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Oxford Centre for Hindu Studies completes 20 years

onsidered a leading centre for learning in the area, the Oxford Centre for Hindu Studies (OCHS) will hold a 20th anniversary celebration dinner at the Oxford Town Hall on July 2

world Updated: Jun 30, 2018 08:11 IST
Prasun Sonwalkar
Prasun Sonwalkar
Hindustan Times, London
Oxford University,University of Oxford,Oxford Centre for Hindu Studies
People walk around Oxford University's campus in Oxford, England. (AP File Photo)

A centre at the University of Oxford devoted to the academic study of Hinduism – without links toany political or religious group – has completed 20 years of research, leading to more than 150 books, 280 papers, and ties with institutions in India and elsewhere.

Considered a leading centre for learning in the area, the Oxford Centre for Hindu Studies (OCHS) will hold a 20th anniversary celebration dinner at the Oxford Town Hall on July 2, to be addressed by the vice-chancellor, Louise Richardson, and others.

Based at Magdalen Street near iconic Oxford colleges, the centre has attracted students, scholars and individuals from India and elsewhere over the years, delivering more than 2000 lectures, including byactor Amitabh Bachchan, who delivered the Ford Lecture in 2011.

“Our aims have been dual: to fuel the academic study of Hinduism, and to take this scholarship from its high perch and make it responsive to the needs of everyday Hindus and the wider community,” a senior OCHS functionary said.

“Our publishing, conferences and visiting student opportunities have accomplished the former, and our burgeoning online courses and outreach projects, the latter.”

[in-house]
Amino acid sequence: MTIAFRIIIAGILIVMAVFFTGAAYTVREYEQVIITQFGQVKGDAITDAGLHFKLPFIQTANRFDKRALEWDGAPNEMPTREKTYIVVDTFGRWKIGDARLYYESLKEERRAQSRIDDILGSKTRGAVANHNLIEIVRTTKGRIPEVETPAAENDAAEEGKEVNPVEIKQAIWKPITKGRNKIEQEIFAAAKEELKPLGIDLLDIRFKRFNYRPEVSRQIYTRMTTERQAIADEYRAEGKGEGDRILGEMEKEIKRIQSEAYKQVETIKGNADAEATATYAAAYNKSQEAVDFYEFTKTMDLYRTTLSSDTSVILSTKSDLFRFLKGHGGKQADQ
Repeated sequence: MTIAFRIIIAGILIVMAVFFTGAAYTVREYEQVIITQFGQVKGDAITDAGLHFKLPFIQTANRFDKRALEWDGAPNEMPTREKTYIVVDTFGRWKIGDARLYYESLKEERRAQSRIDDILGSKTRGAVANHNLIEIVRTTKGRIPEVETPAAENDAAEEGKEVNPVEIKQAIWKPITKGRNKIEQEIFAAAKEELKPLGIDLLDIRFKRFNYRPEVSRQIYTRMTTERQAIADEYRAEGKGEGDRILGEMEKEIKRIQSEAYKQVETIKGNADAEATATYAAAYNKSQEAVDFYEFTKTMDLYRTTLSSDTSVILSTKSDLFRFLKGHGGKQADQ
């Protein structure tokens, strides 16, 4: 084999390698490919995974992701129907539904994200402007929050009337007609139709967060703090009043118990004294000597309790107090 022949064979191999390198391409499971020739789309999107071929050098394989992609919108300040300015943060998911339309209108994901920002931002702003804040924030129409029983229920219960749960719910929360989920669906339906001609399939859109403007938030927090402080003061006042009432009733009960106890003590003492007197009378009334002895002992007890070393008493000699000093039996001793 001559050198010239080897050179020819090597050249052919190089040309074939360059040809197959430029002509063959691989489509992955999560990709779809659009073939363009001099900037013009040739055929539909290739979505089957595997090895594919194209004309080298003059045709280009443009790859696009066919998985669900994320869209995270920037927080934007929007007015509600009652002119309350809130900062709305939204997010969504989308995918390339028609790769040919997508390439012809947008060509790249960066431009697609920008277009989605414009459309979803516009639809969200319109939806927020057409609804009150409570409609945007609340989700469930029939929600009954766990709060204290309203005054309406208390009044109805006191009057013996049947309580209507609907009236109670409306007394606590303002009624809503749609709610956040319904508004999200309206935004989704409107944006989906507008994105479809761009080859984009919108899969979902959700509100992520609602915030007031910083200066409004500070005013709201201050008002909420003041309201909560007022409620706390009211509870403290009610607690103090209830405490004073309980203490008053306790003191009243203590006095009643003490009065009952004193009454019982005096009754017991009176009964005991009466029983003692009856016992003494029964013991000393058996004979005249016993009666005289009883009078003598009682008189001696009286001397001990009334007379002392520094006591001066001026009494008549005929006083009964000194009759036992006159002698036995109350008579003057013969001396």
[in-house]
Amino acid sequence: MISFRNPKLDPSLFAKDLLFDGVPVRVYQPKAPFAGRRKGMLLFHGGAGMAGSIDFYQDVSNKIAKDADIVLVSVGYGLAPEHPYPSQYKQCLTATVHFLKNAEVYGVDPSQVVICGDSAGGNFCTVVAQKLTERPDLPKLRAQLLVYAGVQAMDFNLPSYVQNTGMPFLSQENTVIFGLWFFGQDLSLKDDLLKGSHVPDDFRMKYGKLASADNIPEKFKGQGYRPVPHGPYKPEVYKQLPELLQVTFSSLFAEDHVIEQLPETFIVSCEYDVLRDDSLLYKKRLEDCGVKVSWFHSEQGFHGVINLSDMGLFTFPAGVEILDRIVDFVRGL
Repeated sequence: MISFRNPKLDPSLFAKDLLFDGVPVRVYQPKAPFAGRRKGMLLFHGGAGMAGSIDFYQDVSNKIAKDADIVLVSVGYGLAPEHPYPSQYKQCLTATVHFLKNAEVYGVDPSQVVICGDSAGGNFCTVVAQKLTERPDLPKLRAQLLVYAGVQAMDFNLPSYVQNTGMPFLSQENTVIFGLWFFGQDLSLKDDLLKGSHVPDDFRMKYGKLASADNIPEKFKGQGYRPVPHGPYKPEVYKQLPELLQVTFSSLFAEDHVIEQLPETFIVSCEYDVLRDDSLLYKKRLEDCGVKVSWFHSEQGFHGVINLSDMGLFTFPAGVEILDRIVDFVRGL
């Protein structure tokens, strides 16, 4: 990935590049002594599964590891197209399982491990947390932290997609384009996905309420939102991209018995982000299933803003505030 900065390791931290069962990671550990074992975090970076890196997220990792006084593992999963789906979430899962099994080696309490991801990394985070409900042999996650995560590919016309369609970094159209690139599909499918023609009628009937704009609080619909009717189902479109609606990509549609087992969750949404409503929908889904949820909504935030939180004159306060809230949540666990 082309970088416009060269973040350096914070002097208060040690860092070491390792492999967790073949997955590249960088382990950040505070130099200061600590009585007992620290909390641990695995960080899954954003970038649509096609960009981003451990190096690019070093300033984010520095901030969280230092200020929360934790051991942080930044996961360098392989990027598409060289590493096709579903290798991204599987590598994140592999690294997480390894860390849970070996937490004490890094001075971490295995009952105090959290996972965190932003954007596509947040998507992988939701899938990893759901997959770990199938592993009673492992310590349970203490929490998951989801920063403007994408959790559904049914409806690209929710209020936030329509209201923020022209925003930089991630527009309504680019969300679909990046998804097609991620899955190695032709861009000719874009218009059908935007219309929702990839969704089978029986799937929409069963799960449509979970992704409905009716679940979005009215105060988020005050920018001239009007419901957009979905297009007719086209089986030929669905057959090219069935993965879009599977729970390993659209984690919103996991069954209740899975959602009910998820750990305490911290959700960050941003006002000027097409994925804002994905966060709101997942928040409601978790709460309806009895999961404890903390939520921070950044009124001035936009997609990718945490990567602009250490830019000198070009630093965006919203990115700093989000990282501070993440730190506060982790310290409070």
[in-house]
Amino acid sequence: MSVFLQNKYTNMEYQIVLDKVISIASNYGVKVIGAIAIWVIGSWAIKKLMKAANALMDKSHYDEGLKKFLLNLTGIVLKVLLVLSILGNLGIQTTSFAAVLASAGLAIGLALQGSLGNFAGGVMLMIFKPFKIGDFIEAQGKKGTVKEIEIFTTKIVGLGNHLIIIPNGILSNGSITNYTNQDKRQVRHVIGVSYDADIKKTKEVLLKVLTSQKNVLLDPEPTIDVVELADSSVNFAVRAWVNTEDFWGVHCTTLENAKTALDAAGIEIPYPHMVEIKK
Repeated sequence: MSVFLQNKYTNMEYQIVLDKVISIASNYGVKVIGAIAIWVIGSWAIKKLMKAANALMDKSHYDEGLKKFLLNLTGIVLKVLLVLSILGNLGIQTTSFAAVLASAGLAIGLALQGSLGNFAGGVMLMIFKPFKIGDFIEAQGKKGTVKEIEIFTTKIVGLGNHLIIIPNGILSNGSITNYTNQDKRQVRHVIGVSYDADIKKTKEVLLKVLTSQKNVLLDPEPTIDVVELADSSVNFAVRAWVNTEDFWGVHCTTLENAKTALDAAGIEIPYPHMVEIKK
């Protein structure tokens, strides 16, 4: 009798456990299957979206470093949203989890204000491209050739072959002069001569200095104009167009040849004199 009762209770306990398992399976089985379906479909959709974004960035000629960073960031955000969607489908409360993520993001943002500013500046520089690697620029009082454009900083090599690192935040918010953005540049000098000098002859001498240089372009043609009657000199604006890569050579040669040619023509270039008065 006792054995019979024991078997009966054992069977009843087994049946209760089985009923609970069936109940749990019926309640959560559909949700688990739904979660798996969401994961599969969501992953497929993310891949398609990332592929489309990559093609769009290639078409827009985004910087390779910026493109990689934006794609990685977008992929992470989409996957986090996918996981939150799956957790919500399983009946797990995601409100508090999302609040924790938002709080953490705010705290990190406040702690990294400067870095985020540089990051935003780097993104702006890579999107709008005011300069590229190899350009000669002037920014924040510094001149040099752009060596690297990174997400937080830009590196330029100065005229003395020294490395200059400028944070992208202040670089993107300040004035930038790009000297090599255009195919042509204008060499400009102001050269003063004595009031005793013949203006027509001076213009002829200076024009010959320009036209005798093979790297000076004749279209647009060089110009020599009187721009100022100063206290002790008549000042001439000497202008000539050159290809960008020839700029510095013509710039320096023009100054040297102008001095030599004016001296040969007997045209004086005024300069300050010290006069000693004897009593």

Recognised as an independent centre of the university, the first D.Phil students of OCHS graduated in 2004: Ravi Gupta and Kenneth Valpey. Its projects include the Bhumi and Bhagvata Purana projects, and creating an advisory board for theDow Jones Dharma Index.

Chris Patten, the university chancellor, said: “This development in the field of Hindu studies at Oxford is very exciting. It is an important addition to Oxford's wealth of resources on India and Indian religious traditions.”

Recalling his 2011 visit, Bachchan said he was very surprised to see such a centre at Oxford: “I am overwhelmed that there are people in England that have taken it upon themselves academically to go into the subject and prepare students that will go back to their own countries and be able to educate others in the deeper meanings of this philosophy.”

The centre’s director is Shaunaka Rishi Das and the chairman of its board of directors is Navnit Dholakia, member of the House of Lords.Dholakia said: “The OCHS has a tremendous role to play in bringing the best of Hindu studies to Hindu communities, to the media, to government, to business – and, at the same time, ensuring that the members of all traditions and communities are included in the process.”

First Published: Jun 30, 2018 08:11 IST